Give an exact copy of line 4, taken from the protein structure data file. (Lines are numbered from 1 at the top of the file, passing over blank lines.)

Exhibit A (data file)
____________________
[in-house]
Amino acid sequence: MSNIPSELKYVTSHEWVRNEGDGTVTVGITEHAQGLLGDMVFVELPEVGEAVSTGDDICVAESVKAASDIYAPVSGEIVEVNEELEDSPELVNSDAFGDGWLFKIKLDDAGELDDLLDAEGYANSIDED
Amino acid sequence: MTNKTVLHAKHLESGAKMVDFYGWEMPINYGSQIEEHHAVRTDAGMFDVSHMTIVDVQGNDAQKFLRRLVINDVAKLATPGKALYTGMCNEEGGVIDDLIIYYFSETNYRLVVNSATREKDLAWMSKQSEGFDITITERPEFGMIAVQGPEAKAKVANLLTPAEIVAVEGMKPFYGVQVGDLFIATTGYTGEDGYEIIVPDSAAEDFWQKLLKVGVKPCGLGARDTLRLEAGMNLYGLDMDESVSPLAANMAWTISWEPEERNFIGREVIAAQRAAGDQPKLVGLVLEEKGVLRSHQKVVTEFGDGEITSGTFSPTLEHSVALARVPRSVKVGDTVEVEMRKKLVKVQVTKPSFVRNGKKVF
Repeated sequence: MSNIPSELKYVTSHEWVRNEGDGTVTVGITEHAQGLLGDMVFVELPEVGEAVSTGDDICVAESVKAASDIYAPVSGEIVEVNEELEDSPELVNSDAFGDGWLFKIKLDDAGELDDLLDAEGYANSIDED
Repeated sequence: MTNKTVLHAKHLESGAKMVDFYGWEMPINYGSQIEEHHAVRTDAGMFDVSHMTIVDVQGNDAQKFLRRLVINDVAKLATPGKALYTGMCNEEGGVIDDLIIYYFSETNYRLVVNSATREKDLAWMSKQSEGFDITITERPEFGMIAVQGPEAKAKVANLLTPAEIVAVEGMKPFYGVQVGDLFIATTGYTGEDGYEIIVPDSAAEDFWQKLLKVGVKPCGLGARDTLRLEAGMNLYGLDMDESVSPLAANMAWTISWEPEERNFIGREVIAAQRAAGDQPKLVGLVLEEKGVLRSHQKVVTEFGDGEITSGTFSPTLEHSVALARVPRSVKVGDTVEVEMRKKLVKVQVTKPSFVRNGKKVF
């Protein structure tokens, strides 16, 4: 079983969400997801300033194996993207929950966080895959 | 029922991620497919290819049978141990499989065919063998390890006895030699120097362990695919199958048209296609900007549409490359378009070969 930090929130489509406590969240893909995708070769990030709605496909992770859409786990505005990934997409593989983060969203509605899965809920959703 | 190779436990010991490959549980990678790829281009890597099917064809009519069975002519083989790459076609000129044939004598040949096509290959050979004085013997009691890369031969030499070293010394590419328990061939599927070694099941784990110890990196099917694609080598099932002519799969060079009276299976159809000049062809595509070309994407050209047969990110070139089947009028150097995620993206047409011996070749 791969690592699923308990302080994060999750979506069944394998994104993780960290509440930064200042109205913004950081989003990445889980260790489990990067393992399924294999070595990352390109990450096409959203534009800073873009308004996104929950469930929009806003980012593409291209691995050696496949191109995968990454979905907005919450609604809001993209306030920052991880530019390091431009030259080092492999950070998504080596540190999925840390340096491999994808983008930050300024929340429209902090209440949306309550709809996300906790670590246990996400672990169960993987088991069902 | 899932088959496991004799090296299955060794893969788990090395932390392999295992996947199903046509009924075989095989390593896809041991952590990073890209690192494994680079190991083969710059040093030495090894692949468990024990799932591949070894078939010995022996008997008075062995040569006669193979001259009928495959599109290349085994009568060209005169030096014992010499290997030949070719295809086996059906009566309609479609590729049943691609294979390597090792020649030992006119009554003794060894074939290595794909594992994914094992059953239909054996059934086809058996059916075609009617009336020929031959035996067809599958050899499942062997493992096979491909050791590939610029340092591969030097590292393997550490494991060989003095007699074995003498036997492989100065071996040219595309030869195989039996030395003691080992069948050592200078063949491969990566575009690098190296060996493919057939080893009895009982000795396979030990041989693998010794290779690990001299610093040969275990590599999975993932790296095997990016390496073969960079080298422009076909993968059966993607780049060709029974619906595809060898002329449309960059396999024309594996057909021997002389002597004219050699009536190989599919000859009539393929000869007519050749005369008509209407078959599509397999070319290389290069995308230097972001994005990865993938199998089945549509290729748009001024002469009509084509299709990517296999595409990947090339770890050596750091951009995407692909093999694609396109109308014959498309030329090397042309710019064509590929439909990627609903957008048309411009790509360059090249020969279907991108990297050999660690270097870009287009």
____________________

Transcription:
Repeated sequence: MSNIPSELKYVTSHEWVRNEGDGTVTVGITEHAQGLLGDMVFVELPEVGEAVSTGDDICVAESVKAASDIYAPVSGEIVEVNEELEDSPELVNSDAFGDGWLFKIKLDDAGELDDLLDAEGYANSIDED